Spider-Man: Homecoming (2017)

We’ve had a couple of takes on the Spider-Man movies – first Toby Maguire, then Andrew Garfield – and then last year’s Captain America: Civil War introduced us to Tom Holland’s version, as the rights between Sony and Marvel got a bit (more?) less complicated and the web-slinger was allowed to join the Avengers.

Well, not quite join. In Homecoming, Peter Parker returns from helping Tony Stark aka Iron Man keen to get the call for another mission. However, Tony rightfully sees a 15 year old school kid as having no place out fighting real bad guys (as opposed to stopping misguided good guys!) and instead sets Peter the task of first mastering being a ‘friendly neighbourhood spider’. Of course, teenagers always think they know best…

Spider-Man has never been my favourite hero (and not just because I’m an arachnophobe!), and while I reasonably enjoyed the previous movie versions I wasn’t turned into that big a fan. However, I *am* a huge fan of the Marvel MCU (yes, including the bit where you have to see ALL the movies! 😉 ) so seeing where they could take the character was always going to be intriguing.

And so, yes, we get something that is much closer to being an Avengers movie – good. But we also have a John Hughes-influenced highschool story going on, which is… less good. Fine, but, well, y’know. I’m old now, okay?! 😉 And suddenly it makes a bit more sense why I was never the biggest fan of the character.

I did like the pick of Vulture (no, I’d never heard of him before either!) as the baddie: a working class guy bitter at the rich guys having all the luck and power, using salvaged alien technology to steal more. So, no radiation or experiments or innate superpowers. It’s actually quite a clever reflection of Tony Stark, one set either side of Spider-Man. And the character, played by Michael Keaton (surely something in there about Birdman, referencing Batman…!), gets both a hint of pantomime baddy but also a surprising underlying set of morals. One of the better villains, if a little less flashy.

I was very pleased that we skipped the whole origin story again – this Peter has been putting on the mask for quite a while before Stark finds him – but there’s still a feeling of setting things up a bit here (there’s a whole ‘thing’ near the end that you should google for after seeing the movie – it went right over my head, tbh) while at the same time expecting you to know a bit about the character already.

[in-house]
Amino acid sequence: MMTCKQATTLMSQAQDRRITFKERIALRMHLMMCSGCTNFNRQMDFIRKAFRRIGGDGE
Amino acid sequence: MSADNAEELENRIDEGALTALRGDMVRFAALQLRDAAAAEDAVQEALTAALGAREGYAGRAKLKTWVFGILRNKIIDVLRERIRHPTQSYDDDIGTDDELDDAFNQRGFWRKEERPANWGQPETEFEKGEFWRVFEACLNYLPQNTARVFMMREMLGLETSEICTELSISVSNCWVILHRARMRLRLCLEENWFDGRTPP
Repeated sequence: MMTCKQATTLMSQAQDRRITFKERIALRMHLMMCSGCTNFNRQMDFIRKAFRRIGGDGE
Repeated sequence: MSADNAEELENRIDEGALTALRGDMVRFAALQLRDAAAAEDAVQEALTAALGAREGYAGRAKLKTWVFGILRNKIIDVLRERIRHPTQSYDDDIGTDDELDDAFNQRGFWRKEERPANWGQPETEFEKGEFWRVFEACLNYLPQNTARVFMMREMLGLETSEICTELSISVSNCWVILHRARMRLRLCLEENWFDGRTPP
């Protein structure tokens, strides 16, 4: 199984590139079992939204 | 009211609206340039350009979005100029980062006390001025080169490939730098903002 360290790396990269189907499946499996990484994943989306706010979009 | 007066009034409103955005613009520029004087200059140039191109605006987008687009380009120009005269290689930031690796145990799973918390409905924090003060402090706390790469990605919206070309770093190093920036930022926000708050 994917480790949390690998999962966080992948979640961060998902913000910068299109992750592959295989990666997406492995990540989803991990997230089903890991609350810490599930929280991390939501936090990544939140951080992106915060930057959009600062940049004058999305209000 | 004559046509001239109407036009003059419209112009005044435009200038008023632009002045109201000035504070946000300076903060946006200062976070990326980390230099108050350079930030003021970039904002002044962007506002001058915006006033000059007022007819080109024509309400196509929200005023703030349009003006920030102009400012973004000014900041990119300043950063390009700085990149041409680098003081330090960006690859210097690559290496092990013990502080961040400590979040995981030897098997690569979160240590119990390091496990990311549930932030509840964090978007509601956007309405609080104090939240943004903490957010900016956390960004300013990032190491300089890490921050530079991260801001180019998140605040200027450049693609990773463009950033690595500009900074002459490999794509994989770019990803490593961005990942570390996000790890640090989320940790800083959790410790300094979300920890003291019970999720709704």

So overall we end up with a perfectly reasonable installment in one ongoing franchise, if a slightly less satisfying set up of a new branch of it, and actually no you probably don’t need to have seen many/any of the others. There are a few clips of the big Civil War fight to let you know that happened, but Spidey didn’t get so involved that it really matters too much. And while I’m not a huge fan of teenage crushes and school woes and all that, it was appropriate to the character, and nice to see him being played by an actual (just!) teenager instead of a 30-year-old 😉

Released: 5th July 2017
Viewed: 7th July 2017
Running time: 133 minutes
Rated: 12A

My rating: 7.5/10

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Wonder Woman (2017)

The one shining light in the utter mess that was Batman vs Superman (2016) was the brief appearance of Wonder Woman (Gal Gadot). And with this release, she not only gets her own backstory, but also makes a bit of history with the first female-led superhero movie.

Usually I’m all about the entertainment, the story, the visuals, but I think it’s really quite important to see this movie as a bit of a Big Deal. Female superhero lead, female director – and if you think that’s not important (I just don’t think that it should be) then you only have to scratch the surface very gently to see what a difference it actually makes.

You might come away from a viewing with a sense that it was a bit different from every other action pic – not in terms of story, which is fairly run of the mill and predictable, but when you stop to ponder (or, just read any of the numerous reviews) then there is a shocking “why is this still a big deal?” feeling. Yes, 21st century, and this is possibly the first movie where the woman gets to be the hero full stop – she’s not there to be a token, she doesn’t pose with her butt facing the camera. The other Amazons are amazingly kick ass – and oh, they might actually be over 30, shock horror. It was a AMAZING!!

Now, I must admit it’s taken me a while to understand this. I came out of the cinema thinking, “Well, yes, easily the best thing DC has managed, but that was a low bar.” The lack of a ‘new’ storyline left me a little ‘meh’, but it was still rolicking good fun.